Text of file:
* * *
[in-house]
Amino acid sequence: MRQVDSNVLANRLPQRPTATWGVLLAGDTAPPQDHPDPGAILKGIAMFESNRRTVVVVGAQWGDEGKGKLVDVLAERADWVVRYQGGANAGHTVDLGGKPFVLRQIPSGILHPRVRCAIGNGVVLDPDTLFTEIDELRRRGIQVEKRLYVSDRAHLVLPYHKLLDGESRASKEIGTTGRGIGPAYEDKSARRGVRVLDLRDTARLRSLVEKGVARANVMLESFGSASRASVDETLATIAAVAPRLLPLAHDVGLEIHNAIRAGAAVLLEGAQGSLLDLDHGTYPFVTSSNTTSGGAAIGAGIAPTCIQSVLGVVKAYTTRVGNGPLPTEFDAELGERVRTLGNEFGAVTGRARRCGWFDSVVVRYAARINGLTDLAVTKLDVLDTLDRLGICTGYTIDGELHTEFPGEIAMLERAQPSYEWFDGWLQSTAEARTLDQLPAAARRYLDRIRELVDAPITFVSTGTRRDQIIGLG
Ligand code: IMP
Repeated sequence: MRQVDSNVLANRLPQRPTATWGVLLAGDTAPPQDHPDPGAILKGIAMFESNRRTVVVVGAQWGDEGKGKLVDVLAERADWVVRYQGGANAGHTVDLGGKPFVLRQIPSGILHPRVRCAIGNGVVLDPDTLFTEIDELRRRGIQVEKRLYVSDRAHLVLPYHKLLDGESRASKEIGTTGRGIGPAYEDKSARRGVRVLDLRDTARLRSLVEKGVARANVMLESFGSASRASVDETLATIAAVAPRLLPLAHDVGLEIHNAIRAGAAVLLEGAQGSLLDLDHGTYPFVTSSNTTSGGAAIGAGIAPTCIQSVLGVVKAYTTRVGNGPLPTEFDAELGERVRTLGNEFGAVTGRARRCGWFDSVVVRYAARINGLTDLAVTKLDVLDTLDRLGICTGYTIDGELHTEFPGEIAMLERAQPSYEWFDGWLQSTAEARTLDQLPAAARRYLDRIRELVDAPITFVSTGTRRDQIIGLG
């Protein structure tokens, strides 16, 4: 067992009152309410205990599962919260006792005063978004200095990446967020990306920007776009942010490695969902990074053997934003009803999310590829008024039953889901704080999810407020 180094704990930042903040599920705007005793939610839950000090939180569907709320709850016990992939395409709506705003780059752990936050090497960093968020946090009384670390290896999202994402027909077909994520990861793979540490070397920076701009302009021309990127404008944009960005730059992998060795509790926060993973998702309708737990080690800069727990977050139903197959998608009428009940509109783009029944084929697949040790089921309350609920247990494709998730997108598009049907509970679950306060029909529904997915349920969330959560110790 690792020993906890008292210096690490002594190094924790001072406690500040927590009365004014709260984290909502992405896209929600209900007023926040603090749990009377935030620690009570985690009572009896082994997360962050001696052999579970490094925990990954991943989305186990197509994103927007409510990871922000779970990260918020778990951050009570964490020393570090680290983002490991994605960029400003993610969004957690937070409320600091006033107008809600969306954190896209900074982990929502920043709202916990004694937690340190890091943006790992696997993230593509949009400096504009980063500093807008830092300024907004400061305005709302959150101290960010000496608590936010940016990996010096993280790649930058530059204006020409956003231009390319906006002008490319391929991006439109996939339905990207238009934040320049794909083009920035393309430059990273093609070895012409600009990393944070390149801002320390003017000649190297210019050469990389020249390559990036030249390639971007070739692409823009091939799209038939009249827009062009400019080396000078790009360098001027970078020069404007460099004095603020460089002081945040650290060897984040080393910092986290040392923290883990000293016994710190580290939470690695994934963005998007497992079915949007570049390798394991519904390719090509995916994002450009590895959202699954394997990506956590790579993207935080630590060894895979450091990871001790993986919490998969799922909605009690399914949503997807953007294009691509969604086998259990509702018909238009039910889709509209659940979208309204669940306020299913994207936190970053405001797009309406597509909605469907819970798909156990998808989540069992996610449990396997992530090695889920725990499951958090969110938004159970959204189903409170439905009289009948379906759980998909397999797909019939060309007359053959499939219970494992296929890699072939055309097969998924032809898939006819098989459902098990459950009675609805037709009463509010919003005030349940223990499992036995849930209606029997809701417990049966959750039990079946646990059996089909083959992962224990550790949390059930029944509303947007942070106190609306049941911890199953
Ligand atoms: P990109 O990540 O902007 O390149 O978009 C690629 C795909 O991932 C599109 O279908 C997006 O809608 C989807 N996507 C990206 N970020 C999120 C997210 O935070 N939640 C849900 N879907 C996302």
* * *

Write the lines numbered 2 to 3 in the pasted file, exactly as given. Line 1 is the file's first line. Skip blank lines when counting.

Amino acid sequence: MRQVDSNVLANRLPQRPTATWGVLLAGDTAPPQDHPDPGAILKGIAMFESNRRTVVVVGAQWGDEGKGKLVDVLAERADWVVRYQGGANAGHTVDLGGKPFVLRQIPSGILHPRVRCAIGNGVVLDPDTLFTEIDELRRRGIQVEKRLYVSDRAHLVLPYHKLLDGESRASKEIGTTGRGIGPAYEDKSARRGVRVLDLRDTARLRSLVEKGVARANVMLESFGSASRASVDETLATIAAVAPRLLPLAHDVGLEIHNAIRAGAAVLLEGAQGSLLDLDHGTYPFVTSSNTTSGGAAIGAGIAPTCIQSVLGVVKAYTTRVGNGPLPTEFDAELGERVRTLGNEFGAVTGRARRCGWFDSVVVRYAARINGLTDLAVTKLDVLDTLDRLGICTGYTIDGELHTEFPGEIAMLERAQPSYEWFDGWLQSTAEARTLDQLPAAARRYLDRIRELVDAPITFVSTGTRRDQIIGLG
Ligand code: IMP